Subtypes[edit | edit source]
Planeswalker Commanders[edit | edit source]
As from Commander 2014, some planeswalkers (some pre-Mending and no longer involved in the story arc, others active neowalkers or non-planeswalker characters) are now represented as Planeswalkers that can be used as commanders. 5 of these were printed in Commander 2014, their subtypes being Daretti, Freyalise, Nahiri, Nixilis, and Teferi.
References[edit | edit source]
- Magic Arcana. (June 10, 2009.) “What's That Symbol?”, magicthegathering.com, Wizards of the Coast.
- John Carter. (December 25, 2004.) “The Original Magic Rulebook”, magicthegathering.com, Wizards of the Coast.
- Mark Rosewater. (November 05, 2007.) “Planeswalk on the Wild Side, Part I”, magicthegathering.com, Wizards of the Coast.
- Mark Rosewater. (November 12, 2007.) “Planeswalk on the Wild Side, Part II”, magicthegathering.com, Wizards of the Coast.
- Mark Rosewater. (August 05, 2013.) “Twenty Things That Were Going To Kill Magic”, magicthegathering.com, Wizards of the Coast.
- Mark Rosewater. (September 3, 2007.) "Planeswalker Rules. Planeswalking the Walk", magicthegathering.com, Wizards of the Coast. (Internet Archive snapshot)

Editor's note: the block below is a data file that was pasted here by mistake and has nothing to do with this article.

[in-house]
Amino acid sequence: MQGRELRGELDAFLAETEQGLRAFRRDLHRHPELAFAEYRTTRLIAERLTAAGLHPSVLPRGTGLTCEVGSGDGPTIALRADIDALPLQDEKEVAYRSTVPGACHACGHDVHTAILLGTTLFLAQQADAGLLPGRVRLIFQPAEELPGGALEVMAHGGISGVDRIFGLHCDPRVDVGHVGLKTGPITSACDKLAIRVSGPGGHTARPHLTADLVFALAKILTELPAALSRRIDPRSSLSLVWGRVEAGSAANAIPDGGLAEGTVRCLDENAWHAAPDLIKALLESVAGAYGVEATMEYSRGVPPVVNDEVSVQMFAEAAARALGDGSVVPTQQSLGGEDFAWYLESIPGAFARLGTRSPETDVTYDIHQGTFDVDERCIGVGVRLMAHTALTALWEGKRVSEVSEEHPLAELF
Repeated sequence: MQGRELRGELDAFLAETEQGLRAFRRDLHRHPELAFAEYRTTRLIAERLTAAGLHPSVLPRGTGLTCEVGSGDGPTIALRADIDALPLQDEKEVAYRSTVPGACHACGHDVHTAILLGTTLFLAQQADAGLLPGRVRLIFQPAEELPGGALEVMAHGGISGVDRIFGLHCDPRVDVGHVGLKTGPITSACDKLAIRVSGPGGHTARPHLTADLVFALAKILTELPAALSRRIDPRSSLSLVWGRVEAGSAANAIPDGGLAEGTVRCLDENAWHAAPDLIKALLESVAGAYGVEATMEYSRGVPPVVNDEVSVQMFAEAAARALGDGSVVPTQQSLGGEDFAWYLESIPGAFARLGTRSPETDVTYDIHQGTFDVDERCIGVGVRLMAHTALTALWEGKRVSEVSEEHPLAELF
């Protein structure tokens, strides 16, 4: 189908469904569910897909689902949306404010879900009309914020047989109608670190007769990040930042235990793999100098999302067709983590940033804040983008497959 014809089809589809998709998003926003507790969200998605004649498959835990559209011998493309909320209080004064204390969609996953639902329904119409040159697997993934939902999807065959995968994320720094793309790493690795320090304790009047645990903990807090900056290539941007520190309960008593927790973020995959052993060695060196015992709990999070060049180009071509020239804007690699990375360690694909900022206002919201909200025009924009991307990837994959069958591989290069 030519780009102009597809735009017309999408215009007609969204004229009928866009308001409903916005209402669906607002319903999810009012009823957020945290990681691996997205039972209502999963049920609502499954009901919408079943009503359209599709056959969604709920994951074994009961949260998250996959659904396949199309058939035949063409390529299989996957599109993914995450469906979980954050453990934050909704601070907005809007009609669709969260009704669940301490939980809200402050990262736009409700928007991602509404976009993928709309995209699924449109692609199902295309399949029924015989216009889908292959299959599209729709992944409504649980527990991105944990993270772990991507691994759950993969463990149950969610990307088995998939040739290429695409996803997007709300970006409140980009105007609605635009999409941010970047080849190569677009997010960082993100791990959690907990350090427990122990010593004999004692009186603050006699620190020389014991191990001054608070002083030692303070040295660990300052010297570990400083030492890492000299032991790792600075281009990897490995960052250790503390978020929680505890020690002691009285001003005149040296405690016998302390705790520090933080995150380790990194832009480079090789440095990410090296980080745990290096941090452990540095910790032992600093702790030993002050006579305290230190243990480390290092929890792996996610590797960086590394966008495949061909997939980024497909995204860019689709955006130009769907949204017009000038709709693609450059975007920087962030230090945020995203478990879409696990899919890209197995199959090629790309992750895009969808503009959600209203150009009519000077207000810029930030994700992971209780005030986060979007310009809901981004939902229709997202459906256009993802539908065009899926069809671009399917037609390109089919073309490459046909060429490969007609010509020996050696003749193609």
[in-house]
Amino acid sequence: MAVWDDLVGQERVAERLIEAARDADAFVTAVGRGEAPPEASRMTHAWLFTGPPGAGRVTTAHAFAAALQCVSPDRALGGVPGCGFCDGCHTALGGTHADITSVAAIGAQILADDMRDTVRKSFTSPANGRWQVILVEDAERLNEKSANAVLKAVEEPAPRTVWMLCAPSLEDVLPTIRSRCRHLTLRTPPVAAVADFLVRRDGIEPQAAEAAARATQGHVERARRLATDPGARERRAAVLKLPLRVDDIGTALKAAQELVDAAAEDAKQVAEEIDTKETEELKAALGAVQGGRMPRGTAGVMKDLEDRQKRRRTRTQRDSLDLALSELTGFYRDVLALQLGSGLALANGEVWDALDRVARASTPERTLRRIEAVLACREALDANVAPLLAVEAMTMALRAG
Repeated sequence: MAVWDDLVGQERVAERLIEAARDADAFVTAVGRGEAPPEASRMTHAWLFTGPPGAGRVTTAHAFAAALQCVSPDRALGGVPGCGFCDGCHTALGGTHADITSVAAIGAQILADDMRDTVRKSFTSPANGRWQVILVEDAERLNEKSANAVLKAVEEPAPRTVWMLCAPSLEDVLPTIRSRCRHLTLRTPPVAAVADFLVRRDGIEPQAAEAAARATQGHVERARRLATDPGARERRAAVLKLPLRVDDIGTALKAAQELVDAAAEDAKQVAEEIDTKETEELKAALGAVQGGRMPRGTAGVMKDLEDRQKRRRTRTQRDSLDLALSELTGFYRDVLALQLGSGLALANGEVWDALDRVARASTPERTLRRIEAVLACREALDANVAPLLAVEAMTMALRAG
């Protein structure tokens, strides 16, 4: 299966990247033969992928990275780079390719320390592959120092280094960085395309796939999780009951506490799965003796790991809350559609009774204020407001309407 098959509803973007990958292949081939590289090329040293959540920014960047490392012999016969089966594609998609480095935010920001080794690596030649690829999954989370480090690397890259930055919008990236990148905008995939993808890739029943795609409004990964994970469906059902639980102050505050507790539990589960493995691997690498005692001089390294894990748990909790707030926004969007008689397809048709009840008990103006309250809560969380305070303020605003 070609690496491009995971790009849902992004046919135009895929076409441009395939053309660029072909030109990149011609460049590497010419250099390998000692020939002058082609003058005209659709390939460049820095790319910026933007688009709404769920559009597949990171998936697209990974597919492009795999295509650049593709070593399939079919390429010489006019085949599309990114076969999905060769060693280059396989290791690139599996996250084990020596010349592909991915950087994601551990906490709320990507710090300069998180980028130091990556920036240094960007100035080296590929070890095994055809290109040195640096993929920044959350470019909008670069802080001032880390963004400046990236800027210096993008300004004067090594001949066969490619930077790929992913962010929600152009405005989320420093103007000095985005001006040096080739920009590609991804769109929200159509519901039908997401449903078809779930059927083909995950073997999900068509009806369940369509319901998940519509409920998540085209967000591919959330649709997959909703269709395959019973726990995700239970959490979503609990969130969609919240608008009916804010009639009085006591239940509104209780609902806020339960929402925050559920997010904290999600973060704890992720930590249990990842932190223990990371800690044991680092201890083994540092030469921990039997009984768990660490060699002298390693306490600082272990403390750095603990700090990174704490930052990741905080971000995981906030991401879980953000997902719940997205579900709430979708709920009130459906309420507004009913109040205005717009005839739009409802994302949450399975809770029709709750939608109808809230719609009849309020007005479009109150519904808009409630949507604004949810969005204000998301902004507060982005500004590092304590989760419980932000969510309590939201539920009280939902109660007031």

- Doug Beyer. (September 10, 2007.) “The Era of the Planeswalker”, magicthegathering.com, Wizards of the Coast.
- Doug Beyer. (December 12, 2007.) “Goodies from the Mailbag”, magicthegathering.com, Wizards of the Coast.
- Doug Beyer. (June 24, 2009.) “Odd Job”, magicthegathering.com, Wizards of the Coast.
- Matt Cavotta. (September 06, 2007.) “The Last Quack”, magicthegathering.com, Wizards of the Coast.
- Squeeman. (June 26, 2007.) Dear Brady Dommermuth
[edit | edit source]
- Brady Dommermuth. (August 16, 2007.) "You Are a Planeswalker", magicthegathering.com, Wizards of the Coast. (Internet Archive snapshot)